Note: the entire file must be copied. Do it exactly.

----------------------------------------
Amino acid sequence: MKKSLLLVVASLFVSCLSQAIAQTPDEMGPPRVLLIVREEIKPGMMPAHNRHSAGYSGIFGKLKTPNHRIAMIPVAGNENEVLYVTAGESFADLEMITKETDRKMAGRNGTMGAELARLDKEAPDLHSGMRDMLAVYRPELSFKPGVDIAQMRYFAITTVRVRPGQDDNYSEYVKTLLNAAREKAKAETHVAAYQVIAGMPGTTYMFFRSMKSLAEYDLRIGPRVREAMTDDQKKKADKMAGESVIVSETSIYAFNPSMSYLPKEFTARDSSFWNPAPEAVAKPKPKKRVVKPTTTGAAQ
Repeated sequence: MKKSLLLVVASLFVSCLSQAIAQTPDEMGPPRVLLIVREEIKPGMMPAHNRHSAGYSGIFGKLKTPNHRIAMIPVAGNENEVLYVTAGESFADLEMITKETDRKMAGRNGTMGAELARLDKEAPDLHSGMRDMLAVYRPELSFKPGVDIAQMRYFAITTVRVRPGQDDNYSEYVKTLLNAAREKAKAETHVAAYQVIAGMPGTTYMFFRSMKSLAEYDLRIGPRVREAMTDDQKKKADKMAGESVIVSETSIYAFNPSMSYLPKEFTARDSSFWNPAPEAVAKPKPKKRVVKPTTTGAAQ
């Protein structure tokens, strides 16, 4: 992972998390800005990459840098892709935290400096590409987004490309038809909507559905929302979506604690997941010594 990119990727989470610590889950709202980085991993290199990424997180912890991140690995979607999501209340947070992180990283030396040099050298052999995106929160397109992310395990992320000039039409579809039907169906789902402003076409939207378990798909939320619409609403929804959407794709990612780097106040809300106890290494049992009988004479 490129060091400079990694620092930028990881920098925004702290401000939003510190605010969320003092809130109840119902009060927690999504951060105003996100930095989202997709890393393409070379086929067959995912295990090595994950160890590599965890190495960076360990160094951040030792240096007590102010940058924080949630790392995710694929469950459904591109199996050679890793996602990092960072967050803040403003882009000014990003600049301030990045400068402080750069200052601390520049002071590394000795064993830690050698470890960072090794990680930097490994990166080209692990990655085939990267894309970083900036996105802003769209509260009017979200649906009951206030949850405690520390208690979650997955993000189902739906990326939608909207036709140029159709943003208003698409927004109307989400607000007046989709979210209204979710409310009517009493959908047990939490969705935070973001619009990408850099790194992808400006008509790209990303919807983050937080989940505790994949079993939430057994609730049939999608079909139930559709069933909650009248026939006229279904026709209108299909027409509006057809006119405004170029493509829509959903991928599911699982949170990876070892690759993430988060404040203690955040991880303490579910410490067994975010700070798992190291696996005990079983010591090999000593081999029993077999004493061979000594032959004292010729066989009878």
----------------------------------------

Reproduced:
Amino acid sequence: MKKSLLLVVASLFVSCLSQAIAQTPDEMGPPRVLLIVREEIKPGMMPAHNRHSAGYSGIFGKLKTPNHRIAMIPVAGNENEVLYVTAGESFADLEMITKETDRKMAGRNGTMGAELARLDKEAPDLHSGMRDMLAVYRPELSFKPGVDIAQMRYFAITTVRVRPGQDDNYSEYVKTLLNAAREKAKAETHVAAYQVIAGMPGTTYMFFRSMKSLAEYDLRIGPRVREAMTDDQKKKADKMAGESVIVSETSIYAFNPSMSYLPKEFTARDSSFWNPAPEAVAKPKPKKRVVKPTTTGAAQ
Repeated sequence: MKKSLLLVVASLFVSCLSQAIAQTPDEMGPPRVLLIVREEIKPGMMPAHNRHSAGYSGIFGKLKTPNHRIAMIPVAGNENEVLYVTAGESFADLEMITKETDRKMAGRNGTMGAELARLDKEAPDLHSGMRDMLAVYRPELSFKPGVDIAQMRYFAITTVRVRPGQDDNYSEYVKTLLNAAREKAKAETHVAAYQVIAGMPGTTYMFFRSMKSLAEYDLRIGPRVREAMTDDQKKKADKMAGESVIVSETSIYAFNPSMSYLPKEFTARDSSFWNPAPEAVAKPKPKKRVVKPTTTGAAQ
């Protein structure tokens, strides 16, 4: 992972998390800005990459840098892709935290400096590409987004490309038809909507559905929302979506604690997941010594 990119990727989470610590889950709202980085991993290199990424997180912890991140690995979607999501209340947070992180990283030396040099050298052999995106929160397109992310395990992320000039039409579809039907169906789902402003076409939207378990798909939320619409609403929804959407794709990612780097106040809300106890290494049992009988004479 490129060091400079990694620092930028990881920098925004702290401000939003510190605010969320003092809130109840119902009060927690999504951060105003996100930095989202997709890393393409070379086929067959995912295990090595994950160890590599965890190495960076360990160094951040030792240096007590102010940058924080949630790392995710694929469950459904591109199996050679890793996602990092960072967050803040403003882009000014990003600049301030990045400068402080750069200052601390520049002071590394000795064993830690050698470890960072090794990680930097490994990166080209692990990655085939990267894309970083900036996105802003769209509260009017979200649906009951206030949850405690520390208690979650997955993000189902739906990326939608909207036709140029159709943003208003698409927004109307989400607000007046989709979210209204979710409310009517009493959908047990939490969705935070973001619009990408850099790194992808400006008509790209990303919807983050937080989940505790994949079993939430057994609730049939999608079909139930559709069933909650009248026939006229279904026709209108299909027409509006057809006119405004170029493509829509959903991928599911699982949170990876070892690759993430988060404040203690955040991880303490579910410490067994975010700070798992190291696996005990079983010591090999000593081999029993077999004493061979000594032959004292010729066989009878």